With its $1.6 billion deal for Quick & Reilly Group, Fleet Financial Group has declared itself a contender in the race to capture the savings of an increasingly investment-savvy public.

Fleet would become the owner of a fast-growing discount brokerage - the third-largest in the United States - with 1.1 million clients, $20 billion of assets under management, and 116 offices in 30 states.

The stock transaction, which is expected to close in the first quarter of 1998, would also give the Boston-based banking company a powerful channel for distributing its growing stable of investments. Its recent deal for Columbia Management Corp., Portland, Ore. - slated to close in the fourth quarter - would expand Fleet's assets under management 40%, to $70 billion, including $17 billion in mutual funds.

"This deal positions Fleet to say they have the creativity, the products, the people, and the track record to help customers with wealth creation rather than just savings," said Charles Wendel of Financial Institutions Consulting, New York.

At a press briefing Wednesday, Fleet's chairman and chief executive officer, Terrence Murray, said Quick & Reilly "fits perfectly into Fleet's vision of where we want to go.

"Investment management and brokerage have become a very major business for us," Mr. Murray told reporters. He said Fleet would earn 40% of its revenues from fee-based services after the deal closes, up from 33% now. Investment product sales currently account for $38 of every $100 in fee income, according to Fleet's second-quarter earnings report.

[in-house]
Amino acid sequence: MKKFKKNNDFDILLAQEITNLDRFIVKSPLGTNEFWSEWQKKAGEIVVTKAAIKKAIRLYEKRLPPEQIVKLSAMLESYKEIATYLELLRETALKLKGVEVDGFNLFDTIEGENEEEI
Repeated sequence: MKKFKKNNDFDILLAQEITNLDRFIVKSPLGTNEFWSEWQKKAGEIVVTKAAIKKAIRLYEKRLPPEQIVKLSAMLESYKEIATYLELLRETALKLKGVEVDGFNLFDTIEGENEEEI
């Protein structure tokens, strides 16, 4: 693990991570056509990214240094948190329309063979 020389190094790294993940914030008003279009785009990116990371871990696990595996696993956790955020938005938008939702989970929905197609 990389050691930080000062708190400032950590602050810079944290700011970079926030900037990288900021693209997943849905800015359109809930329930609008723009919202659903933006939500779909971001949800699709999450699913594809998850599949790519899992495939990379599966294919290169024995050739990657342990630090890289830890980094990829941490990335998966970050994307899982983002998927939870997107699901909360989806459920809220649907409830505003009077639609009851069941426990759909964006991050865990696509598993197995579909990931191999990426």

Mr. Murray said the acquisition would be dampen earnings by 6 cents a share, or 1%, for one year after the deal closes. After that, he said, Quick & Reilly would contribute 2 or 3 cents to earnings per share.

He said he expects Quick & Reilly's net revenues - which totaled $379 million in the fiscal year that ended in February - to grow by as much as $40 million a year. That includes $25 million from potential cross-selling of services and $15 million in cost savings.

Fans of the planned acquisition noted it isn't without risks. "Quick & Reilly's business is a volume-driven, fee-based, commission-driven business," said Carole Berger, an analyst at Salomon Brothers. "If the market were to decline dramatically, then it would be hard to reach their near term targets."

But the reviews were generally favorable.

"This is definitely breaking the mold for Fleet," said Thomas Theurkauf, an analyst at Keefe Bruyette & Woods. "They're building out their franchise in terms of products and geography. From our vantage point, it's a win."

Market watchers said the deal underscores banks' efforts to take back customers lost to nonbank competitors in recent years. Throughout the year, banks have been striking deals for regional brokerage and investment banking boutiques.

"Banks' market share will start to reverse its decline and start to improve," said Mr. Wendel. Given their strong capital and a healthy economy, "banks are in a position to dictate and lead the convergence" of businesses in the financial services sector.

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